If it’s that simple, why isn’t it the standard? Because it’s a propriety spec and historically the broadcast industry has supported open format with the understanding that it will offer the most flexibility. But, with the evolution of today’s workflows, ProRes has become ubiquitous enough that for most content owners it serves as a de facto standard for the distribution master. If a file complies with the Apple iTunes specification it can usually be delivered ‘as is’—creating more efficiency for the library involved. Also, if there is a requirement to transcode to another format, such as AVC Intra or XDCAM for broadcast delivery, starting the transcode process from a ProRes position provides precisely the level of quality required in the source file.
There are, of course, instances when ProRes is not the best solution. For example, when market dynamics alter the demand for 4K HDR, ProRes is not ideal. In this case, an IMF (Interoperable Master Format) thanks to its accommodation of higher resolution pictures, High Dynamic Range colour profiles, and immersive sound, offers the most flexibility. IMF also acts as a single master from which multiple deliverables can be made along with the requirements for each platform governed by CPLs (Composition Playlists). As we say, if the assets are the ingredients, then the CPL is the recipe. IMF is perhaps the ultimate expression of the ‘create once, publish many’ paradigm.
THE ROLE OF METADATA
Having knowledge of what those ingredients are is, of course, the role of metadata. Above and beyond any considerations of codecs, accurate metadata is vital to the successful operation of the modern media library. Without it we don’t know exactly what we have or what formats it’s in. Without clear and accurate metadata, the vital information required to meet platform requirements when it comes to audio, captioning, languages, rights and more, can’t be met with any level of accuracy or efficiency.
Unlike video formats, of which there are a select group to choose from, metadata schemas are proprietary to each company. Successfully building metadata, however, is less about adopting universal schemas, and more an exercise in following basic principles. Efficacy begins with ensuring at least all standard information like that mentioned above is present. New categories can evolve over time based on organizational needs, but setting the foundation will ultimately support the workflow long-term.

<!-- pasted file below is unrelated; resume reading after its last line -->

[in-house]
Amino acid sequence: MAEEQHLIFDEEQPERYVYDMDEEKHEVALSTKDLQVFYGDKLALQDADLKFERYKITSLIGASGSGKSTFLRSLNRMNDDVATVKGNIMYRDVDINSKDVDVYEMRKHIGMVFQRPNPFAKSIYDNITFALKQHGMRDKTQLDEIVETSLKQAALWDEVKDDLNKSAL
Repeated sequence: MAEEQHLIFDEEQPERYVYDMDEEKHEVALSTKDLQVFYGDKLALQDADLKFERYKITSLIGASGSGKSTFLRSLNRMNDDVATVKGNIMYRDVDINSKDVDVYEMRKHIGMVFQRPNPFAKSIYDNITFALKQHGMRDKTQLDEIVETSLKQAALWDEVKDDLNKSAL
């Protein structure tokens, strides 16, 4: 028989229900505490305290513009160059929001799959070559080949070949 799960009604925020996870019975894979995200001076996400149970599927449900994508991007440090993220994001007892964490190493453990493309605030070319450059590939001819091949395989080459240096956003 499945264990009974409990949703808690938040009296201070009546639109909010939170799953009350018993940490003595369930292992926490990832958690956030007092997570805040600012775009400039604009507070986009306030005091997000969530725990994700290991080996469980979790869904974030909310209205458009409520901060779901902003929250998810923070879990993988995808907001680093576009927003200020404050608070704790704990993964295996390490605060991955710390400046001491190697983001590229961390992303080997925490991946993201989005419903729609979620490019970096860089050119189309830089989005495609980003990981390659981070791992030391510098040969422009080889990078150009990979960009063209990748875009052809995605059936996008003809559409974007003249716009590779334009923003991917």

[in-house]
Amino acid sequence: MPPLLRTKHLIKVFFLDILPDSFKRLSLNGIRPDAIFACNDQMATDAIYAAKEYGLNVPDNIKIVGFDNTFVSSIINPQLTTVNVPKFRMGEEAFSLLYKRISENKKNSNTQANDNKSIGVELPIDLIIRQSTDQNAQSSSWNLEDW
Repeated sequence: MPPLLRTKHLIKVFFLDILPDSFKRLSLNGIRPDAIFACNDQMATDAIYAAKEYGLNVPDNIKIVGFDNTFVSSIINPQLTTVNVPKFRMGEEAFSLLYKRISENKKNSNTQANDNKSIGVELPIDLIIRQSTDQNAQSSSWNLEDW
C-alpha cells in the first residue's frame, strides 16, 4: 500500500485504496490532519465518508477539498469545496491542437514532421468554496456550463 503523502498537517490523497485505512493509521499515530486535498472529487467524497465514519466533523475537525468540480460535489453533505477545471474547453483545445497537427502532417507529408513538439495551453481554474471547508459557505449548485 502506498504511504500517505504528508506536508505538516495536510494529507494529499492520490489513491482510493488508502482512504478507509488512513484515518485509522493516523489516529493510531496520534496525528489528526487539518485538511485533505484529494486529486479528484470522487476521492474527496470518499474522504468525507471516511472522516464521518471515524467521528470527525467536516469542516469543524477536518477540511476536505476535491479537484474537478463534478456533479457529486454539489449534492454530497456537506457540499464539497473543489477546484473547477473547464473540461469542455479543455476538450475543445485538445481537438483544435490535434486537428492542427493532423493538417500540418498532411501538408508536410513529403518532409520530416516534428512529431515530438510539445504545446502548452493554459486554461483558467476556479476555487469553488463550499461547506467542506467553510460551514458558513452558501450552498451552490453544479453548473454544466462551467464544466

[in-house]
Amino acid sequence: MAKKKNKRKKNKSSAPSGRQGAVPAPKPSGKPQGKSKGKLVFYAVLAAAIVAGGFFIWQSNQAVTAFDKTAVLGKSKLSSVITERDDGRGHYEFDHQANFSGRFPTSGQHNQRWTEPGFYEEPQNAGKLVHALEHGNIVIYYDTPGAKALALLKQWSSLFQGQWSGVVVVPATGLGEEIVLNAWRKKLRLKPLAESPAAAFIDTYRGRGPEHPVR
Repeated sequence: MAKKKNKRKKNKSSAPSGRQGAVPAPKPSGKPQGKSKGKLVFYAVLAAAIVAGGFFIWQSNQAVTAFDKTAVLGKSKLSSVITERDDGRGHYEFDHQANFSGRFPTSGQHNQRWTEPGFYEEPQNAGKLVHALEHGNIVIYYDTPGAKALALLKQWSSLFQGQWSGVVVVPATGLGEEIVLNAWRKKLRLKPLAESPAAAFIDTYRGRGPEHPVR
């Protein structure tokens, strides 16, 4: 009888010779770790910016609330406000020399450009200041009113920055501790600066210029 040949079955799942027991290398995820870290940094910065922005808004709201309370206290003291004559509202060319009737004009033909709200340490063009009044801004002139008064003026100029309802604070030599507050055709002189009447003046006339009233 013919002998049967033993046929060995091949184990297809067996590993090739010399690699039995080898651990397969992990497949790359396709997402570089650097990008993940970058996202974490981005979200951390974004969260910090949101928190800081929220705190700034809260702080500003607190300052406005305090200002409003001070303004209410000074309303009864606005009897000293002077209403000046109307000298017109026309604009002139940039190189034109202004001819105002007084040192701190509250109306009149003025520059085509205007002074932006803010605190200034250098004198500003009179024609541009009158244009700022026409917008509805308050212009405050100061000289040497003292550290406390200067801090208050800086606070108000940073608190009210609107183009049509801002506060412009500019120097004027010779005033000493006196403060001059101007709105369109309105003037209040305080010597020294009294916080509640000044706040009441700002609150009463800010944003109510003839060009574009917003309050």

With more and more capable AI tools to help with the heavy lifting when it comes to metadata generation processes are becoming more efficient, though they typically still need a layer of real-time human-operator creation and validation. That said, AI tools can be great, and may offer useful ‘Optical Character Recognition’ for clocks and slates, as well as Logos and Internet Addresses. From an Archive standpoint, clients will often require Title Information to accurately identify content, Production Codes if they wish to hook into other products such as Rights Management or Ordering Systems, and then information about the Audio Tracks present in the master files—languages, audio layouts, track classes. All of this can be presented in a human readable form by AI routines, without having to decode a character-limited file name.
When it comes to choosing the right formats for library management, there are some clear benefits to choosing Apple ProRes 422 HQ for HD SDR content and IMF for the higher resolution—though much lower volume—4K HDR market. These both have good visibility into evolving demands and are future-proofed — at least for the foreseeable future. But it is important that they are coupled with efficiently generated, accurate metadata to give files the best chance of being accepted quickly and smoothly by the widest range of VOD platforms available, and ultimately enable the library to fulfil its position in the value chain between creation and production with minimal friction and optimized costs.